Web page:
The Tully Monster: The Carboniferous Enigma

Article by: Adam Manning
Edited by: Harry T. Jones and J. D. Dixon

An artist’s illustration of Tullimonstrum gregarium. Taken from LiveScience.

Name: Tullimonstrum gregarium
Name meaning: Tully’s Common Monster
Age: Late Carboniferous (309 – 307 million years ago)
Size: 25 cm in length approx.
Location: Illinois, United States

If you are ever asked what the strangest creature nature has ever produced is, the Tully Monster (Tullimonstrum gregarium) would make a good answer. For decades, this strange animal has baffled palaeontologists as to just where it lies in the phylogenetic tree, and continues to push our imagination of what animals can be.

Tullimonstrum is known from the Late Carboniferous Mazon Creek biota of Illinois in the United States and became the state’s official fossil in 1989. It was discovered in 1958 by Francis Tully, and when first described in 1966, it was originally thought to be a worm-like invertebrate that lived in shallow, coastal waters. Hundreds of Tullimonstrum fossils have been found, usually as stained impressions in siderite nodules. Therefore, palaeontologists agree on what its general, strange anatomy looked like. With a body similar to a squid, its eyes were positioned at each end of a horizontal bar, and at the end of a long proboscis appendage (like an elephant’s trunk) was a strange claw-like structure containing teeth, which may have acted as a very strange grabber arm it would have used to grasp food.

T. gregarium fossil from the Mazon Creek Lagerstätte. Scale bar: 40 mm. Taken from Clements et al. (2016).

But despite this agreement on what it looked like, palaeontologists have struggled to figure out Tullimonstrum’s role in its ecosystem and what it was related to. Even a relatively basic question like ‘is it a vertebrate?’ seemed to have complicated answers. In 2016, it was suggested that Tullimonstrum was indeed a vertebrate because the melanosomes preserved at the end of its eyestalks were most similar to the melanosomes found in vertebrates. This, along with other characteristics, suggested Tullimonstrum was a vertebrate in the lineage of Petromyzontida (lampreys) due to similar traits that both share, such as a single nostril.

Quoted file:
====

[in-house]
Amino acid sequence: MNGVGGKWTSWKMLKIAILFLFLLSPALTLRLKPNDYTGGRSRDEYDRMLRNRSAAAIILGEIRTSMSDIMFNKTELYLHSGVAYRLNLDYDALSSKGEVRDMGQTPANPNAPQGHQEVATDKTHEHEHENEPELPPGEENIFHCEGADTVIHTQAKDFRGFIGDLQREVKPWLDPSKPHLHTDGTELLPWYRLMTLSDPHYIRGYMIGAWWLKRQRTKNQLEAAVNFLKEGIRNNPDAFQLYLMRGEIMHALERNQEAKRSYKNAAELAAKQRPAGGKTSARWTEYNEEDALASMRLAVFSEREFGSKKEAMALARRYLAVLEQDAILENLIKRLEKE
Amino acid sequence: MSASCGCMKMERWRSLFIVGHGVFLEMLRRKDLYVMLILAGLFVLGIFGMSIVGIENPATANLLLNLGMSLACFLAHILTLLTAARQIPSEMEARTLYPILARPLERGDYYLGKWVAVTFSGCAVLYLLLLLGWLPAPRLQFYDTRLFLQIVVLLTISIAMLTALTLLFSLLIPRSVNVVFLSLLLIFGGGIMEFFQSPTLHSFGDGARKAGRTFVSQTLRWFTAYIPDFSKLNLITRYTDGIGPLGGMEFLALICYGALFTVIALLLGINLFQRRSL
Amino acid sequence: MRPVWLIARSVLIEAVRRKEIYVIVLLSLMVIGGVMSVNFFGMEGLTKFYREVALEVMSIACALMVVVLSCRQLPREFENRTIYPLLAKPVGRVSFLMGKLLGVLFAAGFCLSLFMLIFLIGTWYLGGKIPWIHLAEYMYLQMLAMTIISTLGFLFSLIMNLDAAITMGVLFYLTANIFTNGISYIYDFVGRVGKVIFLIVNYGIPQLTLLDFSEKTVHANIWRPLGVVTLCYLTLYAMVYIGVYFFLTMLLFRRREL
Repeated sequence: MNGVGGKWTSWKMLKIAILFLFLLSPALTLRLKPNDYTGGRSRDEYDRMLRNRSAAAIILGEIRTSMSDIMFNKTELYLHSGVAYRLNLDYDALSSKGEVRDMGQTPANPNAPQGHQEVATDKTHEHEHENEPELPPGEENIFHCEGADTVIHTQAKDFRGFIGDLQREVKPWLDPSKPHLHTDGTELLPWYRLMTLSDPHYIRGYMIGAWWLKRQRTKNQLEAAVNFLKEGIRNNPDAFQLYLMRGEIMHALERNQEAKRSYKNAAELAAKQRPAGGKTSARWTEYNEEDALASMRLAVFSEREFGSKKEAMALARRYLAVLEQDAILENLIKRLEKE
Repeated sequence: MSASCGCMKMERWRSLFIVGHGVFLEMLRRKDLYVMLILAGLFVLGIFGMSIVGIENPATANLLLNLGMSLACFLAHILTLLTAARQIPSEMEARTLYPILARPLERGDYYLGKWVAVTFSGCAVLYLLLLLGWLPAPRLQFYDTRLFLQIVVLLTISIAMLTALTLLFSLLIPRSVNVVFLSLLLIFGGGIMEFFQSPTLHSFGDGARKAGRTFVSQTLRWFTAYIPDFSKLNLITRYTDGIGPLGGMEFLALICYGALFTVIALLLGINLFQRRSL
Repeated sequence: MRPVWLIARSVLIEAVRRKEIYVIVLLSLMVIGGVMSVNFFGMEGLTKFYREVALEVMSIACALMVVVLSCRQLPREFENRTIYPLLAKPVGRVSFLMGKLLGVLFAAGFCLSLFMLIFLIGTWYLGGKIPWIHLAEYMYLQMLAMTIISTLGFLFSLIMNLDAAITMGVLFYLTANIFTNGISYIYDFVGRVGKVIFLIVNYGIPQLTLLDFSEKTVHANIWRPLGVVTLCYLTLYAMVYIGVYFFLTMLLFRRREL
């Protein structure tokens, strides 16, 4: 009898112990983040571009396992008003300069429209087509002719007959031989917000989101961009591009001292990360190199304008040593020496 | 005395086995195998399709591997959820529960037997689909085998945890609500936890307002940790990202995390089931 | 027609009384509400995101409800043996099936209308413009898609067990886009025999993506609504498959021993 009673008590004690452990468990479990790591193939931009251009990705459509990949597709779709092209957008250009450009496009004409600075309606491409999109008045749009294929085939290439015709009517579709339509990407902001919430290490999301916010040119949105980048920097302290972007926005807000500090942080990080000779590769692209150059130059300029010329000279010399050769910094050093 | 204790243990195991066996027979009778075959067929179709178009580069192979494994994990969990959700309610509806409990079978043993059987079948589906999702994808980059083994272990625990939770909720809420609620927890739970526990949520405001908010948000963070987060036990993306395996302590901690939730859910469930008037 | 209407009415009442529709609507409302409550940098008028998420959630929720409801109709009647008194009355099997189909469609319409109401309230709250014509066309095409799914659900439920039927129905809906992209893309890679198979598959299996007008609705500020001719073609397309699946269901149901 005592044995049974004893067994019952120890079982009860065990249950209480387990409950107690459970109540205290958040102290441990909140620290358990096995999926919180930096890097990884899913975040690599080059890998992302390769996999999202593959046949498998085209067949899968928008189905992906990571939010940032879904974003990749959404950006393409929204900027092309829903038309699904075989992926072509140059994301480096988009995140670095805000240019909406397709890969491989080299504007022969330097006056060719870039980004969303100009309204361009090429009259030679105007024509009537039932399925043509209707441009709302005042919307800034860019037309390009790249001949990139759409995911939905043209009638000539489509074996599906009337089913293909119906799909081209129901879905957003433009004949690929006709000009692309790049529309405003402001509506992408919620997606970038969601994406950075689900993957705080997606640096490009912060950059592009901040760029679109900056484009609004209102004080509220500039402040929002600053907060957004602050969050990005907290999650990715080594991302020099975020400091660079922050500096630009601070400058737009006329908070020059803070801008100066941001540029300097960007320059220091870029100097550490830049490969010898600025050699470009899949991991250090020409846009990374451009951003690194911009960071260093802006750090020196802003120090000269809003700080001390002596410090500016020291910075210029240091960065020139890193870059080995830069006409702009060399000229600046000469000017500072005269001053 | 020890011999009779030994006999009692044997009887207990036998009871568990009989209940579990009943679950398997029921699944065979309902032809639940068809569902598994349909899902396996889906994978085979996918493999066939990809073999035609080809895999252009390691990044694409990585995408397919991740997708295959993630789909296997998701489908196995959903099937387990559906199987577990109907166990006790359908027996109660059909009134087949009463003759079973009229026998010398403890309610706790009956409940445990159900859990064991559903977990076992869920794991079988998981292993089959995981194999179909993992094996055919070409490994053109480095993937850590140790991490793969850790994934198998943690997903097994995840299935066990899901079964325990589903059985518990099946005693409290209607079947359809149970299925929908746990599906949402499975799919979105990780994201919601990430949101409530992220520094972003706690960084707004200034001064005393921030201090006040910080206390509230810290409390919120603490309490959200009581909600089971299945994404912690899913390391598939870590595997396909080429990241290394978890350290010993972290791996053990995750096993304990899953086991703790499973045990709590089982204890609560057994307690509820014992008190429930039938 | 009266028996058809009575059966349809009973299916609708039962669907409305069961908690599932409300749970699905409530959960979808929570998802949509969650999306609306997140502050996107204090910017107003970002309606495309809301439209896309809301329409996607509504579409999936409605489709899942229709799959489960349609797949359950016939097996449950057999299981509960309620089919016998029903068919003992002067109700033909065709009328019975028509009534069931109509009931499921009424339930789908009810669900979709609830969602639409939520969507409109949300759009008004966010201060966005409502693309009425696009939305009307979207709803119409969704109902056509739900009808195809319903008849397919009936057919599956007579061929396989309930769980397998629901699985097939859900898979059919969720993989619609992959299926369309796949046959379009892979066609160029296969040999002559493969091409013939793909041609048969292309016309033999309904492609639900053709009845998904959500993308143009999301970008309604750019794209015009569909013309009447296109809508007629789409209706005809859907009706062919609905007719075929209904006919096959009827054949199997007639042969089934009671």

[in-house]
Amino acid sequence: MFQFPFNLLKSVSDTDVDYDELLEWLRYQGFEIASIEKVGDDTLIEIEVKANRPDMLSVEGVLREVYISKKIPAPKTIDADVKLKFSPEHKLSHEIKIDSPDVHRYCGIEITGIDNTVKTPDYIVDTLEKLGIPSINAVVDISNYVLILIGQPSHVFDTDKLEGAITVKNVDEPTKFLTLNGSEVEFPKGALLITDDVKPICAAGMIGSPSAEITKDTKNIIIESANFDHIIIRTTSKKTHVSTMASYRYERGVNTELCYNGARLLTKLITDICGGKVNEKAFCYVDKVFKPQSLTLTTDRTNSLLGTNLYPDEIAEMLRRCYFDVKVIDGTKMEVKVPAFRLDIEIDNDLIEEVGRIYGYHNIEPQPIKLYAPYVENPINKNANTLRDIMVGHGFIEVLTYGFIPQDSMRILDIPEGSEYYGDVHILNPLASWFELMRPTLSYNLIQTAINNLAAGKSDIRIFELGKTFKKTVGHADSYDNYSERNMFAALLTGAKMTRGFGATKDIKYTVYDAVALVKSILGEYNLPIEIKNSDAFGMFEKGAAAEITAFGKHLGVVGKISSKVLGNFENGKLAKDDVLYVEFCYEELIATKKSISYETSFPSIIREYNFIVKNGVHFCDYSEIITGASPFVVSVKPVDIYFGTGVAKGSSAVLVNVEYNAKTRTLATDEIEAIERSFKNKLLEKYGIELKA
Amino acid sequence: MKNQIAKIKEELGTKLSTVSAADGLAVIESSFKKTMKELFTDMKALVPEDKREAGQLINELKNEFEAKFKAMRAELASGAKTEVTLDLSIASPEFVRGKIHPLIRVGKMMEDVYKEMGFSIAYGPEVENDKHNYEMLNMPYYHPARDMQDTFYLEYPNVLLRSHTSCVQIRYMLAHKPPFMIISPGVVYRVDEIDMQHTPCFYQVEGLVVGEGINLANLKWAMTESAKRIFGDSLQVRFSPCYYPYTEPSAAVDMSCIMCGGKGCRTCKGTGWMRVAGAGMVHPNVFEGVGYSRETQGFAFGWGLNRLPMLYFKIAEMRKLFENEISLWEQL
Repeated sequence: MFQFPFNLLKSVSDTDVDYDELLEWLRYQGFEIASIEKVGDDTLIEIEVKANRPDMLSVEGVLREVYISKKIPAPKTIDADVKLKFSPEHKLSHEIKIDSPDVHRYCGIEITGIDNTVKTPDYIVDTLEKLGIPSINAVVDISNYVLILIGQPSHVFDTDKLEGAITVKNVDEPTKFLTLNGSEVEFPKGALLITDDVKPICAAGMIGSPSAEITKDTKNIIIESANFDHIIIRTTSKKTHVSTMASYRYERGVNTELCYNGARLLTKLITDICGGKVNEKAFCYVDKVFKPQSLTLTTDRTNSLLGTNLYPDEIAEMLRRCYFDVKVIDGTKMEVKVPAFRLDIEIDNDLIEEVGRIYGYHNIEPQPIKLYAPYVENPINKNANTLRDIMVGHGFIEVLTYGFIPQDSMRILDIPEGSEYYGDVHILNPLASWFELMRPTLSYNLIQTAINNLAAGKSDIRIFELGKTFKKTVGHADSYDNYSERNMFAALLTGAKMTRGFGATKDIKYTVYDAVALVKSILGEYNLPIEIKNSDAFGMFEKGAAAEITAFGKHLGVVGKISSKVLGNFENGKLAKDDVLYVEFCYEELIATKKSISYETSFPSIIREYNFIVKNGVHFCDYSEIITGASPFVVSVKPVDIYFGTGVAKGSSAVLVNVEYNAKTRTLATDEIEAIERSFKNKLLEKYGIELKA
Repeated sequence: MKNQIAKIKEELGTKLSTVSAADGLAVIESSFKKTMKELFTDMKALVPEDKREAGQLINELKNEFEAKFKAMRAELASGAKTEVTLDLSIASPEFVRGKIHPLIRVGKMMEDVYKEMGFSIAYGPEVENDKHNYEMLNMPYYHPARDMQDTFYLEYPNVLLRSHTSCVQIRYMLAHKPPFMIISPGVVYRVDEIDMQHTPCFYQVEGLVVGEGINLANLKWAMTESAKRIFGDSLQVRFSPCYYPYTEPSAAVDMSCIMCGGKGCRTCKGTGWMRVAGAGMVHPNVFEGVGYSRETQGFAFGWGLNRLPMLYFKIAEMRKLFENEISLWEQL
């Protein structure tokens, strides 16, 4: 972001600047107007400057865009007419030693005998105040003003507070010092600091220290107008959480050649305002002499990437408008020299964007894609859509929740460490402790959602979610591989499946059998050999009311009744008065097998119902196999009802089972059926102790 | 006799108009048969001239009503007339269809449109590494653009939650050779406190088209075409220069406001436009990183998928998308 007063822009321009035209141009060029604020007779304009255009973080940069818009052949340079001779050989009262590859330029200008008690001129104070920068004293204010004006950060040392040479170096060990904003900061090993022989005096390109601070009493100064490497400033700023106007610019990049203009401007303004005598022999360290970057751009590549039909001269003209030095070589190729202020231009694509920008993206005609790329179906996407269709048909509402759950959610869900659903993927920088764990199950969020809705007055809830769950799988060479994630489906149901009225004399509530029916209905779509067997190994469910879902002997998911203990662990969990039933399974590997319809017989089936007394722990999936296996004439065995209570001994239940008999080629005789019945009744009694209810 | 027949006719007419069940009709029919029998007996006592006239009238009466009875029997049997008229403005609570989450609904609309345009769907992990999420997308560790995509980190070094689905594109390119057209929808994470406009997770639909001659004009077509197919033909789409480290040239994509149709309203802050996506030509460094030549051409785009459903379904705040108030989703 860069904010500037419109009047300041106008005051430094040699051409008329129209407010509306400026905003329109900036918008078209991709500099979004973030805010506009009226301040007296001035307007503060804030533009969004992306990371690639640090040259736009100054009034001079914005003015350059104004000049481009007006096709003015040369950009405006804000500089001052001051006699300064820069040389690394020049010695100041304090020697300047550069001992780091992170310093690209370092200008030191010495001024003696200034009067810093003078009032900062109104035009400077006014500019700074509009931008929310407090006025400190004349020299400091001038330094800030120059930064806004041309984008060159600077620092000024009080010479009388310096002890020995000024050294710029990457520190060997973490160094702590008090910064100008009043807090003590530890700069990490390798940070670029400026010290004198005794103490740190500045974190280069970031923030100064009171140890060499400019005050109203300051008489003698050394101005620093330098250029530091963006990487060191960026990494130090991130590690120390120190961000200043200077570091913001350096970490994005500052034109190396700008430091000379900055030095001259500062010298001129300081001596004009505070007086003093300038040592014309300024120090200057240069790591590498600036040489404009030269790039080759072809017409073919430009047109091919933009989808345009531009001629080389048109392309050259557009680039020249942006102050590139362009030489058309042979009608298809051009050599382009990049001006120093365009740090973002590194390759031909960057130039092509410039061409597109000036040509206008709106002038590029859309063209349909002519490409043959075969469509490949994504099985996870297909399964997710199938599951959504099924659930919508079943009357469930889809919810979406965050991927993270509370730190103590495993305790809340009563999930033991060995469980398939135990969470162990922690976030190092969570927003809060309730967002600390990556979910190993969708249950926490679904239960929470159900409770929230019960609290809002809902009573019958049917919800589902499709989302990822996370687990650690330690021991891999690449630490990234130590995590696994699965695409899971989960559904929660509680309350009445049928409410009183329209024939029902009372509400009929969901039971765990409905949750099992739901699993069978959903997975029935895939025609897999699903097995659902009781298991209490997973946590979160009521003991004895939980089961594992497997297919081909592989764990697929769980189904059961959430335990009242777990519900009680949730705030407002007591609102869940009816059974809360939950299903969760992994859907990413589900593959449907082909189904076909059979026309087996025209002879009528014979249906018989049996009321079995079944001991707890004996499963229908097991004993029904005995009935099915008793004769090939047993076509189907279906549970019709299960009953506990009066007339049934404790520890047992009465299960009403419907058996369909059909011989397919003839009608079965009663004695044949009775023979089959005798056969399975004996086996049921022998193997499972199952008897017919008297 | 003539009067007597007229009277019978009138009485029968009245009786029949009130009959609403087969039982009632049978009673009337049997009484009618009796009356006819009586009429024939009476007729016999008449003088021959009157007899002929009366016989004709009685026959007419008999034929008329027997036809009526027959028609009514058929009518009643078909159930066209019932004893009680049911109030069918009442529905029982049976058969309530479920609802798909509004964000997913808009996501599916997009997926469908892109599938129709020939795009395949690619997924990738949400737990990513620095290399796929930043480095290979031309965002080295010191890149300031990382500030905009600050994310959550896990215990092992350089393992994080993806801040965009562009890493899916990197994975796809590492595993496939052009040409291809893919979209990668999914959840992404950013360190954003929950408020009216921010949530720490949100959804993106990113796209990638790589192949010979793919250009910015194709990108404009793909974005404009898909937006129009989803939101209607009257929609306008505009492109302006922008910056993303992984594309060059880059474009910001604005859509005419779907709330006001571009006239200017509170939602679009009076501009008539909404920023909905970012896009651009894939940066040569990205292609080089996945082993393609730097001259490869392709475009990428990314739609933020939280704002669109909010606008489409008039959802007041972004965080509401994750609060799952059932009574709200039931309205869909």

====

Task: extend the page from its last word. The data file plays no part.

However, this conclusion has been questioned, with other scientists arguing that the vertebrate-like traits found in Tullimonstrum could be the result of convergent evolution, the same as other traits like complex eyes and ‘teeth’. Furthermore, in 2019, a different group of palaeontologists also looked at the melanosomes within the fossilised remains of Tullimonstrum’s eyes and found that the chemical signatures more closely resembled those of cephalopods than vertebrates, suggesting that Tulliomonstrum could be an invertebrate.

Tullimonstrum remains one of the most infamously problematic fossils, along with many others, and we aren’t definitively sure where it belongs in the history of life on Earth. One thing I think all palaeontologists can agree on though, is that this fascinating, peculiar creature has certainly earned the name ‘monster’.

Image References
[1] An artist’s illustration of Tullimonstrum gregarium. Taken from LiveScience.
[2] T. gregarium fossil from the Mazon Creek Lagerstätte. Scale bar: 40 mm. Taken from Clements et al. (2016).

Information References and Further Sources
[1] Clements, T., Dolocan, A., Martin, P., Purnell, M. A., Vinther, J., and Gabbott, S. E. (2016). ‘The eyes of Tullimonstrum reveal a vertebrate affinity’, Nature, 532, pp. 500-503. Accessed 8th October 2020. Click Here.
[2] Kuratani, S., and Hirasawa, T. (2016). ‘Getting the measure of a monster’, Nature, 532, pp. 447-448. Accessed 8th October 2020. Click Here.
[3] McCoy, V. E., Saupe, E. E., Lamsdell, J. C., Tarhan, L. G., McMahon, S., Lidgard, S., Mayer, P., Whalen, C. D., Soriano, C., Finney, L., Vogt, S., Clark, E. G., Anderson, R. P., Petermann, H., Locatelli, E. R., and Briggs, D. E. G. (2016). ‘The ‘Tully monster’ is a vertebrate’, Nature, 532, pp. 496-499. Accessed 8th October 2020. Click Here.
[4] Richardson Jr., E. S. (1966). ‘Wormlike Fossil from the Pennsylvanian of Illinois’, Science, 151 (3706), pp. 75-76. Accessed 8th October 2020. Click Here.
[5] Rogers, C. S., Astrop, T. I., Webb, S. M., Ito, S., Wakamatsu, K., and McNamara, M. E. (2019). ‘Synchrotron X-ray absorption spectroscopy of melanosomes in vertebrates and cephalopods: implications for the affinity of Tullimonstrum’, Proceedings of the Royal Society B, 286 (1913). Accessed 8th October 2020. Click Here.
[6] Sallan, L., Giles, S., Sansom, R. S., Clarke, J. T., Johanson, Z., Sansom, I. J., and Janvier, P. (2017). ‘The ‘Tully Monster’ is not a vertebrate: characters, convergence and taphonomy in Palaeozoic problematic animals’, Palaeontology, 60 (2), pp. 149-157. Accessed 8th October 2020. Click Here.